Tuesday, March 30, 2010

#33 The Lost King... Buddy Holly

Buddy Holly was lost to us at such an early age that the majority of his legend is pure speculation. He was so incredibly talented that his brief career before his untimely death inspired pretty much all of rock and roll that came after him. Whereas Elvis was often denounced for stealing black music and calling it his own to gain his fame, Holly had crafted his brand of guitar rock and roll that was totally his own. With his trademark hiccuping vocals and his extremely talented guitar playing, Buddy Holly had begun revolutionizing popular music from the moment he laid his first track down. The legend that grew after his death was based on the endless speculation of what height he would have climbed to had his career not been cut so short. I am of the mind to agree with those people and I think had he survived he would have surpassed Elvis many times over and been known as the king of Rock. Quite a good deal of Elvis's image was his look, whereas Holly was sort of nerdy looking, with his curly hair and large horn rimmed glasses. Buddy Holly crafted his popularity with nothing but his incredible talent and he was so young when he died I think that his talent was only increasing when he was taken from us.

Buddy Holly was born in 1936 in Lubbock Texas. He came from a family of musicians who encouraged him in that direction at a very young age. By age 5 he had already won a talent show for his singing and he had begun playing the guitar as well as the piano and the violin. In 1955, Buddy saw Elvis perform, an event that helped him to realize music was getting to a point where he could begin to create the music he wanted to. Less then six months after seeing Elvis perform, Holly was sharing the bill with him and his career had begun to take off like a rocket. over the next few years Holly would release just 3 albums before his death in 1959 at age 22. These three albums are recognized as some of the most influential works in rock history. Buddy was the first white musician who wrote, performed and produced his own works. With his band the Crickets, he was one of the first white musicians to ever play the Apollo theatre in New York. When he toured the UK in 1958, Keith Richards was in the audience and seeing Buddy perform Not Fade Away was one of the biggest influences in Richards' life. Keith would later say "Everyone in rock is influenced by Holly". Two nights before Holly's death, 17 year old Bob Dylan saw him perform in Duluth from the front row. He later stated that Holly stood a few feet away from him and at one moment looked right at him, a moment that profoundly affected him in later years (Dylan mentioned this during his Grammy acceptance speech for his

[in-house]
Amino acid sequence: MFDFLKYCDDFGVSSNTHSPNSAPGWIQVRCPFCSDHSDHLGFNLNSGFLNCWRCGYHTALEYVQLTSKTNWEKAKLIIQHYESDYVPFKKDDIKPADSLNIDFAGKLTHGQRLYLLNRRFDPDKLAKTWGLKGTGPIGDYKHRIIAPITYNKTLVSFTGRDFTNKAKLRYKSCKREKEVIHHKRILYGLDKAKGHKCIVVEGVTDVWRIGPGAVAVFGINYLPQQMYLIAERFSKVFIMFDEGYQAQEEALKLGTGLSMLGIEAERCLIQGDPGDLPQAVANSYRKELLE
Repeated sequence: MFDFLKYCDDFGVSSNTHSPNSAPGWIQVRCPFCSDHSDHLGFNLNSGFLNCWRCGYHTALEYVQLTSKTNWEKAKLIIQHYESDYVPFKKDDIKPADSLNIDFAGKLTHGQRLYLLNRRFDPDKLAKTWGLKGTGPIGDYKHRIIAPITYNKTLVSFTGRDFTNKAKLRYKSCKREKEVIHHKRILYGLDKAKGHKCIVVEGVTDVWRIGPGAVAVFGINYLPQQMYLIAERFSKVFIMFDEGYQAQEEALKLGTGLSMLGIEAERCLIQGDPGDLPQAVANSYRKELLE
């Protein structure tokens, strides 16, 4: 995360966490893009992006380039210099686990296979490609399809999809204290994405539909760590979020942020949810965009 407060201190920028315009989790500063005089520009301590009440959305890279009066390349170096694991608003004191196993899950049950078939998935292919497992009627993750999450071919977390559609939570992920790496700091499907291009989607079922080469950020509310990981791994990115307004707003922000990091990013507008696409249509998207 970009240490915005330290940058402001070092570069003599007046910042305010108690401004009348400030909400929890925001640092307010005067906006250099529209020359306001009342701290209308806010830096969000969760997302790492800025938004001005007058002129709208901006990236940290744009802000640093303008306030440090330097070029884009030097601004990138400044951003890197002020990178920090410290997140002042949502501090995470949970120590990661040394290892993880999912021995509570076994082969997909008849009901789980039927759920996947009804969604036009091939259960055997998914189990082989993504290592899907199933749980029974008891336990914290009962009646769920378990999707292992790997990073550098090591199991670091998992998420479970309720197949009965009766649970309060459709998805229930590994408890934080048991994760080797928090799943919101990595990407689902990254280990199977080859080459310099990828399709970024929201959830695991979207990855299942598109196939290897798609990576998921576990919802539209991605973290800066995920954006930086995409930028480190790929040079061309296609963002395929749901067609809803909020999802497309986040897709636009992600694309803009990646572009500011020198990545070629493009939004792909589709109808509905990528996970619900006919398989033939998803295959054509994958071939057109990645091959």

Time Out of Mind record).

Holly's influence still abounds today in more genre's then rock. He pretty much invented the rock band standard of two guitars, bass and drums. His lyrics showed the beginning of a much deeper and richer talent that sadly never got a chance to be shown. His instrumentation was incredibly complex for the day including instruments such as the Celesta that were usually not used in rock and roll. Sadly, after a show in February of 1959, Holly died in a plane crash on his way to another performance. With him on the plane were fellow musicians Richie Valens and 'The Big Bopper'. Their deaths were forever immortalized in rock history as 'The day the music died'. Many record executives at the time believed that Holly's death would create a ripple effect and that rock and roll would be buried with him. As a result, the next few years saw a much fewer number of record contracts being given to rock and roll groups. People were so shocked at his death that many began spreading rumours that it was a conspiracy and that the government or the mob had ordered Holly's death.

50 years after Holly's death, his legend is still inspiring musicians and his music is still seeing sales. Buddy was the part of the first group to be inducted into the Rock and Roll hall of fame. In my own personal opinion, Buddy Holly was the greatest of the fifties rockers. I have always enjoyed his music and it stands alone as good music, not just as nostalgia rock. Some of his tracks sound like they could have been written today, which might also speak to the revival of older styles of rock that has been occurring lately. If you have heard of Buddy Holly but have never given him a really solid listen then I suggest you do so. Start out with tracks like 'Rave on' and 'Peggy Sue'. If you dig it, then try some of the accoustic stuff from his later work, it is really quite good.

Here is one of the only videos of Buddy Holly in performance. Live in 1957,


Anonymous said...

Thanks always for bringing us the classics Tosh :)

Tosho said...

one listen to Buddy Holly and you can hear his influence on the Ramones, they sound like a punk rock version of Buddy Holly. Joey Ramone has Buddy's vocal hiccup down to an art.